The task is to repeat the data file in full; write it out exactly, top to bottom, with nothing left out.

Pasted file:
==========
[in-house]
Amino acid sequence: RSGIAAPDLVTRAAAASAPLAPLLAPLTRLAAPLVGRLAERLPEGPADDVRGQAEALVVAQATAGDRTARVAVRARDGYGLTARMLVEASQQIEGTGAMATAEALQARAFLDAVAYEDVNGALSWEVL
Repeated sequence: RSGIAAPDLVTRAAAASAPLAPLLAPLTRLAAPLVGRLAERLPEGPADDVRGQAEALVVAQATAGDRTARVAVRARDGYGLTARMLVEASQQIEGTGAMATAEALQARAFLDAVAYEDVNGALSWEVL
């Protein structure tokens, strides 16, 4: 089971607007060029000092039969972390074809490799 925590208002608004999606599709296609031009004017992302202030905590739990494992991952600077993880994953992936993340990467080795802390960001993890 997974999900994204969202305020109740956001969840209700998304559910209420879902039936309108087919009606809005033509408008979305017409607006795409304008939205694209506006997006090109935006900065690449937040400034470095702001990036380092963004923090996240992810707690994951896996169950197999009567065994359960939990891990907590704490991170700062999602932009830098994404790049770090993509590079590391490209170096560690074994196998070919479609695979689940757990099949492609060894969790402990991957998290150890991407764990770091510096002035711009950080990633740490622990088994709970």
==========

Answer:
[in-house]
Amino acid sequence: RSGIAAPDLVTRAAAASAPLAPLLAPLTRLAAPLVGRLAERLPEGPADDVRGQAEALVVAQATAGDRTARVAVRARDGYGLTARMLVEASQQIEGTGAMATAEALQARAFLDAVAYEDVNGALSWEVL
Repeated sequence: RSGIAAPDLVTRAAAASAPLAPLLAPLTRLAAPLVGRLAERLPEGPADDVRGQAEALVVAQATAGDRTARVAVRARDGYGLTARMLVEASQQIEGTGAMATAEALQARAFLDAVAYEDVNGALSWEVL
């Protein structure tokens, strides 16, 4: 089971607007060029000092039969972390074809490799 925590208002608004999606599709296609031009004017992302202030905590739990494992991952600077993880994953992936993340990467080795802390960001993890 997974999900994204969202305020109740956001969840209700998304559910209420879902039936309108087919009606809005033509408008979305017409607006795409304008939205694209506006997006090109935006900065690449937040400034470095702001990036380092963004923090996240992810707690994951896996169950197999009567065994359960939990891990907590704490991170700062999602932009830098994404790049770090993509590079590391490209170096560690074994196998070919479609695979689940757990099949492609060894969790402990991957998290150890991407764990770091510096002035711009950080990633740490622990088994709970």